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If you're trying to keep your lawn weed-free, flowering chickweed is not something you want to see.
FALL IS A good time to control broadleaf weeds that could spring up in late winter and early next spring. Many of these broadleaf weeds, called winter annual weeds, germinate in the late summer and fall.
They could then grow during any stretch of warm weather, even in the middle of the winter. Otherwise they'll remain dormant until spring when they normally resume growth, produce seed, and then die as temperatures increase in late spring and early summer.
Common winter annual weeds in this area are common chickweed, henbit, purple deadnettle, corn speedwell and buttercups, among others.
Many perennial weeds can be controlled in the fall too. Fall is when perennial weeds are moving energy reserves to the roots in preparation for winter dormancy and herbicide can move right along with the energy reserves. Some common perennial weeds are ground ivy or creeping Charlie, white clover, mouse-ear chickweed and dandelion.
Perennial weeds are more difficult to control, as they can grow from roots, rhizomes or seed and may require fall and spring herbicide applications.
These broadleaf weeds are best controlled by a post emergent, meaning post-germination, herbicide. The timing of the herbicide application is a key part of gaining a good level of control. The weeds need to be actively growing, which occurs when there is good moisture and the daytime air temperature reaches 70 degrees.
Most of the herbicides available are effective when the daytime temperature is 50 degrees or better. The weeds need to be actively growing to allow the herbicide to be taken in and spread throughout the plant. Additionally, this will allow time for the grass to fill in voids left after the weeds are killed.
October and early November provide very good control opportunities for broadleaf weed control in the Fredericksburg area.
Herbicides applied as a spray to foliage and not washed off by rain provide very effective broadleaf weed control. Granular formulations are available but the granular products must be applied to moist (dew-covered) foliage for optimum control.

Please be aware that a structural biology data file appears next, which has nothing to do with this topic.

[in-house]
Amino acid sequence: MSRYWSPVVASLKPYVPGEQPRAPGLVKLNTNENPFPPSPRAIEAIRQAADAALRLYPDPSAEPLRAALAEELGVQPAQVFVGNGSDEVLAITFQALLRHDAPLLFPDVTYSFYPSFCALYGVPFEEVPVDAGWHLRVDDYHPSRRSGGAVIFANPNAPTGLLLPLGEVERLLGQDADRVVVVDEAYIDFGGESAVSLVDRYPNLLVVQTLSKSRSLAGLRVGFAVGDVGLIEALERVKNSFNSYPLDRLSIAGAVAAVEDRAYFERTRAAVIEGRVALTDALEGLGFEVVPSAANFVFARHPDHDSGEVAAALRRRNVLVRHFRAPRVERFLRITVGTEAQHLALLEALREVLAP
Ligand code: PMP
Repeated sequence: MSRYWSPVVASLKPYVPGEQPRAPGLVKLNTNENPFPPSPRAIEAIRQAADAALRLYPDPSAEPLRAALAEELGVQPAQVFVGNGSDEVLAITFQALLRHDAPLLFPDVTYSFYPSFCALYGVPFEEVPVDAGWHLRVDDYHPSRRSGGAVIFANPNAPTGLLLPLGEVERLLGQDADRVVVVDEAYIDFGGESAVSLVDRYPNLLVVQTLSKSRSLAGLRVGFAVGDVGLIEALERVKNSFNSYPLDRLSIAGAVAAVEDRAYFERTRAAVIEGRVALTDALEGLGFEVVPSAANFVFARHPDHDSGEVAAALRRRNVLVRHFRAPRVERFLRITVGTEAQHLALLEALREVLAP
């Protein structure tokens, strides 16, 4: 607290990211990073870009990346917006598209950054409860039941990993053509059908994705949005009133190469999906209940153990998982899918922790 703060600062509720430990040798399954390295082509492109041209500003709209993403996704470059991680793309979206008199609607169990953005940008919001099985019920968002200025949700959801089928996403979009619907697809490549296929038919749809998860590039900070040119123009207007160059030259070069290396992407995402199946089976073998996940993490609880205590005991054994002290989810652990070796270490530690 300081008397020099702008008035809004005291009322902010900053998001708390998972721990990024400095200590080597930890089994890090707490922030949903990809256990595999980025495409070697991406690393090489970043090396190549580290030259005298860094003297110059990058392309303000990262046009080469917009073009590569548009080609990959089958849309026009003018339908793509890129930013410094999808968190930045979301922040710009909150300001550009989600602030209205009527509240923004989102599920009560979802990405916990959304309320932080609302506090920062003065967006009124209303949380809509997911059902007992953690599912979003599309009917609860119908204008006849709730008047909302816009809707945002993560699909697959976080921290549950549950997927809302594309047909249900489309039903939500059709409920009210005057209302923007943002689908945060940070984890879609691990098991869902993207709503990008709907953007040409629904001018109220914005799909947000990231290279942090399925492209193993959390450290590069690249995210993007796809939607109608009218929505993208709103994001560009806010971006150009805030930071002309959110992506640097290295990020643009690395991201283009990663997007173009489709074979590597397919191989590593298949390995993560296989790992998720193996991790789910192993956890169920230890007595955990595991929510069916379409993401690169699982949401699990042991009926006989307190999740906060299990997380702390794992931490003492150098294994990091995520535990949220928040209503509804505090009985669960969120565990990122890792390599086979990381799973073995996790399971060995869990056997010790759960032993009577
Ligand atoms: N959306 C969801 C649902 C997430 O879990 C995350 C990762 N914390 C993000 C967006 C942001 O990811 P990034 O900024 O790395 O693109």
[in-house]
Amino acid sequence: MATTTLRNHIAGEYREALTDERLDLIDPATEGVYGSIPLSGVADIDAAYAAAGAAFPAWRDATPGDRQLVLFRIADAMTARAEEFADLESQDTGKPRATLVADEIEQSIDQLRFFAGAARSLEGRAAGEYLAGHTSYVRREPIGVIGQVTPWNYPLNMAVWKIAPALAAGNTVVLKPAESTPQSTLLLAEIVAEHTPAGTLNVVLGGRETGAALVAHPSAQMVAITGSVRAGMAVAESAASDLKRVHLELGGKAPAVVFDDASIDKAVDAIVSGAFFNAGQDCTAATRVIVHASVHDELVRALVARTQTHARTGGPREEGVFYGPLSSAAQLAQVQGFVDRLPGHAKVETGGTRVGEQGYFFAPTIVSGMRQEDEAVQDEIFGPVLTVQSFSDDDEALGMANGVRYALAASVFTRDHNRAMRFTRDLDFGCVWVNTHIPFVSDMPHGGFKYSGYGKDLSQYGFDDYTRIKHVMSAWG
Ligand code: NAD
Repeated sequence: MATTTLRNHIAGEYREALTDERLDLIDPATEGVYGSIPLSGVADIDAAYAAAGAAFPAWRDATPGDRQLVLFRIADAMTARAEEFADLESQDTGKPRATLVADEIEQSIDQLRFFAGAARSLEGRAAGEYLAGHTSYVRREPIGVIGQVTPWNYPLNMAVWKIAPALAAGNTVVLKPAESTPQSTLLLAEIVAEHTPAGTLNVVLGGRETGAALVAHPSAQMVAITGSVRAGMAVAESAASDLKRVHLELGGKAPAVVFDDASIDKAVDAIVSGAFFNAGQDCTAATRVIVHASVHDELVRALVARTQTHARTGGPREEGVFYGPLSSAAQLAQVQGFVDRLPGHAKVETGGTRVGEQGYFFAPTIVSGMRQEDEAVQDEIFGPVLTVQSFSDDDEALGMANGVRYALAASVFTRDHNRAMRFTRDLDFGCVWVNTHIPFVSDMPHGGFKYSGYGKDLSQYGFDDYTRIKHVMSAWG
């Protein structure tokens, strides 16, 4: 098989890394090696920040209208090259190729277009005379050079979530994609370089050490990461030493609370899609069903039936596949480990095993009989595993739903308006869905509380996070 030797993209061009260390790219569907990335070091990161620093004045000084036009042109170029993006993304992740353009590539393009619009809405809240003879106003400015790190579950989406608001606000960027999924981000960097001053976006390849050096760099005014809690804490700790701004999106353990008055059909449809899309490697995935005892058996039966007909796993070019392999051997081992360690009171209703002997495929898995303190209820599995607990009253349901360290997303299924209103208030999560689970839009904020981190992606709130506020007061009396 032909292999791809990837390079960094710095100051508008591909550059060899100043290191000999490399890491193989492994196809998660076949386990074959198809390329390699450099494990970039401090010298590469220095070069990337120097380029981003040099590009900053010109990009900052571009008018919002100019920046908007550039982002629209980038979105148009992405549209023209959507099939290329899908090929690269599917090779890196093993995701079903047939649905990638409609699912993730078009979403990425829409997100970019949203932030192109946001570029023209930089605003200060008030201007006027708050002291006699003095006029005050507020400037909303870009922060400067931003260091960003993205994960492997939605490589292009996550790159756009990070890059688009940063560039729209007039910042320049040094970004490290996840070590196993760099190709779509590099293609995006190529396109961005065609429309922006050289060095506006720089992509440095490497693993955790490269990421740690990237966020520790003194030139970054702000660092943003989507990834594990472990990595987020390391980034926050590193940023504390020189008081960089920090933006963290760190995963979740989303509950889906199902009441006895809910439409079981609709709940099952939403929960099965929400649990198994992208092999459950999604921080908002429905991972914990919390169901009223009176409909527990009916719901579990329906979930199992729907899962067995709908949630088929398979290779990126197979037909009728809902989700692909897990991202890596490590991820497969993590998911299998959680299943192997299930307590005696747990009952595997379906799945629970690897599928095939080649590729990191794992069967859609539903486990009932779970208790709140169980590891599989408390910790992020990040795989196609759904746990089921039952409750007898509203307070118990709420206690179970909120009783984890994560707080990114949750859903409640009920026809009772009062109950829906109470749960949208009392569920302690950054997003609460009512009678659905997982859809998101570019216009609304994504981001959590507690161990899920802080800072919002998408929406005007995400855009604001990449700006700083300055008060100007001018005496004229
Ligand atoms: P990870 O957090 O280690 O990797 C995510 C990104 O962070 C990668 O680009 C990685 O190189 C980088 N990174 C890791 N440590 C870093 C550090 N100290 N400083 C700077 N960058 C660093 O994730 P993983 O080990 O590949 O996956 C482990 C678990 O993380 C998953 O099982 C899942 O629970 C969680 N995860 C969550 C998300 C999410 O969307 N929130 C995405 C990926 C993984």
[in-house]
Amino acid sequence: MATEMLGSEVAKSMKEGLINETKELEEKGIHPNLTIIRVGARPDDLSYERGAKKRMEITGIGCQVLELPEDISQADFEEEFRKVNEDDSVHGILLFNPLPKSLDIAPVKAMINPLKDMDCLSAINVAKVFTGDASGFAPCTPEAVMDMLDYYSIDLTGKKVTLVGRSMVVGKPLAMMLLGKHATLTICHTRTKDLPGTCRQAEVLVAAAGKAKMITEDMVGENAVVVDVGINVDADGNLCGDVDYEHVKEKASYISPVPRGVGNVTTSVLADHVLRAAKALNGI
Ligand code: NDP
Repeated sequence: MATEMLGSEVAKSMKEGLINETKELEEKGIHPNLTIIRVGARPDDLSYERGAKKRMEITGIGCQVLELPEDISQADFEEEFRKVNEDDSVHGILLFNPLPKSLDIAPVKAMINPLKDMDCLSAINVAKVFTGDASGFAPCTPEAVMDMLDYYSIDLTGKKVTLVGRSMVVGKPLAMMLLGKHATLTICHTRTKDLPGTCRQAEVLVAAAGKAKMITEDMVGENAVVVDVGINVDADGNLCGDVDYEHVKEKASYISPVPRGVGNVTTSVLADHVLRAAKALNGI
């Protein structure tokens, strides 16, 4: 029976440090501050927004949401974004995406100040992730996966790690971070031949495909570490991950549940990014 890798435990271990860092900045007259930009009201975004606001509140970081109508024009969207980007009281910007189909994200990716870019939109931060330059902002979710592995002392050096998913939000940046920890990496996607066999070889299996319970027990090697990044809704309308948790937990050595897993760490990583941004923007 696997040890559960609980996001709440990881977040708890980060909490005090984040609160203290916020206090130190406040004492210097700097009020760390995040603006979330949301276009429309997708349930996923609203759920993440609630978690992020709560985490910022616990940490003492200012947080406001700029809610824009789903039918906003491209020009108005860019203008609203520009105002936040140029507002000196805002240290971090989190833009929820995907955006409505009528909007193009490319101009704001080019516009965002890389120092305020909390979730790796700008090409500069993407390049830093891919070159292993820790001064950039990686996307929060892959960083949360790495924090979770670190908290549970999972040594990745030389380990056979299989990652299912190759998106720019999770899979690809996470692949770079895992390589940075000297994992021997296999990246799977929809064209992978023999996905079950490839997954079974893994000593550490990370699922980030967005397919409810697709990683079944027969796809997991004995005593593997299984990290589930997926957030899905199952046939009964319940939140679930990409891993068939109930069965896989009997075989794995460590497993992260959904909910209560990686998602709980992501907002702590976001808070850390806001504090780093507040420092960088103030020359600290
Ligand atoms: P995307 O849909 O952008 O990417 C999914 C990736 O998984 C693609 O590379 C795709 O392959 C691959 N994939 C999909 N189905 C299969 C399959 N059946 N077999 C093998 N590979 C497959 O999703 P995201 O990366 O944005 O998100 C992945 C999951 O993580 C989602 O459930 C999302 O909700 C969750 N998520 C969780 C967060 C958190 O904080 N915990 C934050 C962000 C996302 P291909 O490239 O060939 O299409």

Herbicide applications on lawns that have been over seeded this fall should be delayed until the new grass has been mowed twice. This delay is necessary because new grass seedlings are sensitive to the herbicides.
Broadleaf weeds can be controlled by a number of herbicides available to homeowners. Look for products that contain combination of two or more of these active ingredients: 2,4-D, 2,4-DP, dicamba, MCPP, MCPA, quinclorac, triclopyr, carfentrazone, sulfentrazone, and penoxsulam. (Penoxsulam is found in granular products only.)
There are well over 100 consumer broadleaf herbicide products registered in Virginia. Just use the active ingredients list when shopping. Read the herbicide label carefully to ensure a particular product is safe and to determine the timing between seeding and application of the product.
Herbicides are only part of the weed control answer. Maintaining a healthy lawn is also key. Good healthy lawns will naturally control more weeds than we can combat with chemicals.
To foster healthy turf:
Maintain a soil pH of 6.2 to 6.8, with lime applications based on soil test results.
For cool season lawns follow a fall fertilization schedule to encourage root development. Applying two applications of 1 pound of nitrogen per 1,000 square feet is adequate for residential turf. Recycle clippings when you mow as this recycles nutrients and does not contribute to thatch buildup.
Mow your lawn frequently enough so you remove less than of the leaf. The proper height for mowing fescue, our most common cool season grass, is 2 to 3 inches.